The art is intentionally exaggerated often, which works sometimes to increase the impact and eeriness of certain situations but feels extremely odd and jarring at others. Hopefully it’ll even out a bit in future volumes.

There are moments of info dumping, but given the nature of the story it’s somewhat unavoidable and done well enough. Several characters are trying to plan several steps ahead and outthink each other covertly, and the author does a great job of balancing this and the ways in which they interact with / run afoul of each other.

Strong start overall for this creepy, layered manga.

Girl’s Last Tour Manga Review

” Even if it’s meaningless… sometimes, nice things happen.”

Tales of two girls and a small tank climbing what’s left of civilization, and there isn’t much…

I’ll be sharing thoughts on the entire series (volumes 1-6) as a whole here, but it will be kept as spoiler free as possible.

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Girls’ Last Tour is a dystopian slice of life story, following a gradual journey through the remains of a futuristic world gone to ruin. I found it atmospheric and engaging, being drawn in bit by bit as our protagonists make their way.

It could have been something very different, and while I enjoyed this for what it was I certainly understand if some readers wanted something different. This is rather light for a post-apocalyptic tale in many respects, and more about Chito and Yuuri’s wandering and the occasional philosophical question than their survival in a harsh landscape or other natural directions the story easily could have veered into.

There are a lot of questions left unanswered, particularly about the world before it collapsed and the particulars of the collapse itself. To be honest not much of anything is explained, and I’m not sure the sparse tantalizing clues presented add up to much of a whole. But while they would have been nice to have those details are in some sense beyond the point of the story, and I found the slowly unfolding themes, ruminations, and details that were present interesting enough.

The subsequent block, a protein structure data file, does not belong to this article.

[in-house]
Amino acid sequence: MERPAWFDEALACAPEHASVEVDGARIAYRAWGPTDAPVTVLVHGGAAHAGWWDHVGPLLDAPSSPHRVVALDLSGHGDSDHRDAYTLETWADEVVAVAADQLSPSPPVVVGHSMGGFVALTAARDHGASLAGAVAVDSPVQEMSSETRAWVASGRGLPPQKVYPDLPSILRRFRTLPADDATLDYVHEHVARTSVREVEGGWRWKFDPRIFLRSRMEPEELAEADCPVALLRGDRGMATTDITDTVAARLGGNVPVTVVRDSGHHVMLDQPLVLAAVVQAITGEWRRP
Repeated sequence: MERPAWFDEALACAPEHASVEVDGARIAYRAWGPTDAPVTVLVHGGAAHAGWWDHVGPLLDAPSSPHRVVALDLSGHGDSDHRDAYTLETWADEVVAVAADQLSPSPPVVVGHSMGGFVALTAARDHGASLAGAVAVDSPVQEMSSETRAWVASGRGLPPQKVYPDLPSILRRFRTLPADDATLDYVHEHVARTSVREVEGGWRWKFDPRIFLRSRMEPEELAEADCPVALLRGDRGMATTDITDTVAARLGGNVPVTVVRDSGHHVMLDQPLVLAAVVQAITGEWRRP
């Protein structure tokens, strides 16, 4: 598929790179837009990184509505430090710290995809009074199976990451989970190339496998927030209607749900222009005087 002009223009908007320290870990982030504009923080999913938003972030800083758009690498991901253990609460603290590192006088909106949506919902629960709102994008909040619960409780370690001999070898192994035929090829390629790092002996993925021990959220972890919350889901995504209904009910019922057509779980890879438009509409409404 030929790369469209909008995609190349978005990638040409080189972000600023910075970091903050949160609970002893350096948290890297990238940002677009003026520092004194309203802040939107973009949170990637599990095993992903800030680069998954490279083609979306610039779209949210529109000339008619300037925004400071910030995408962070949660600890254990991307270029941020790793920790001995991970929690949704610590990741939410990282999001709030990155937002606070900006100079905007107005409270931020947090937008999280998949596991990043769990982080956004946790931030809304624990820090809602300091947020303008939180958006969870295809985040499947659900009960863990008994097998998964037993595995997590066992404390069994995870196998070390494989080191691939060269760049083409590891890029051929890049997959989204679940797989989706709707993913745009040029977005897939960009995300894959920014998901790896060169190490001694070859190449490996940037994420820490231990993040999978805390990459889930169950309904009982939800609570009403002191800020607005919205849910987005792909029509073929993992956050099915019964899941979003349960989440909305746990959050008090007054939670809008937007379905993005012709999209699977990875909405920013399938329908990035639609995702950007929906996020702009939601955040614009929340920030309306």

Girl’s Last Tour admittedly had more potential lurking beneath it than what was realized, but for me it was a compelling, great little read overall regardless.

Beautiful Dreams 3: More Art of Juri the Dreamer

It’s been a year and change since my last spotlight on the work of my favorite artist, and I’d like to share and talk about more of her incredible work and some of the inspirations behind the pieces. See Beautiful Dreams and Beautiful Dreams 2 for more about Juri H. Chinchilla’s art, including past pieces I’ll be mentioning in this write up.

 

 

Juri’s Personal Sketch Cards (PSCs) have been a great opportunity to request particular subjects and design elements. One of the more unique requests I’ve made was a card featuring one of my favorite professional wrestlers, and I adored it so much that I’ve followed up with several more since. Juri’s done an AMAZING job depicting these previously unfamiliar to her subjects and these are in many ways the pride of my entire art collection. See Another Wonderful Way Pro-Wrestling is Art 2 for more about the above works featuring WWE’s reigning Smackdown Women’s Champion Asuka, Sendai Girls’ phenomenal high flyer Dash Chisako, and the recently retired Happy Maker Aoi Kizuki.

 

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Misaki Ohata PSC by Juri H. Chinchilla.

 

Another favorite of mine also retired in 2018, and Juri’s strikingly posed Misaki Ohata with a wonderful background of venue lights is a great keepsake.

 

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Reika Saiki PSC by Juri Chinchilla.

 

Tokyo Joshi Pro’s Reika Saiki is known as the “Muscle Idol,” and all aspects of her strength and charisma as a wrestler, idol, and body builder are gloriously highlighted in Juri’s drawing.

 

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Mitsuru Konno PSC by Juri Chinchilla.

 

The last wrestler in this batch was also the first of all. Juri’s first rendition of Mitsuru Konno from Gatoh Move for me featured a great action pose capturing and combining Mitsuru’s strength, determination, grace, and beauty in a remarkable rendition. Equally wonderful is Juri’s quite different recent depiction, featuring Mitsuru in her newer wrestling outfit with a palpable sense of celebration and excitement captured.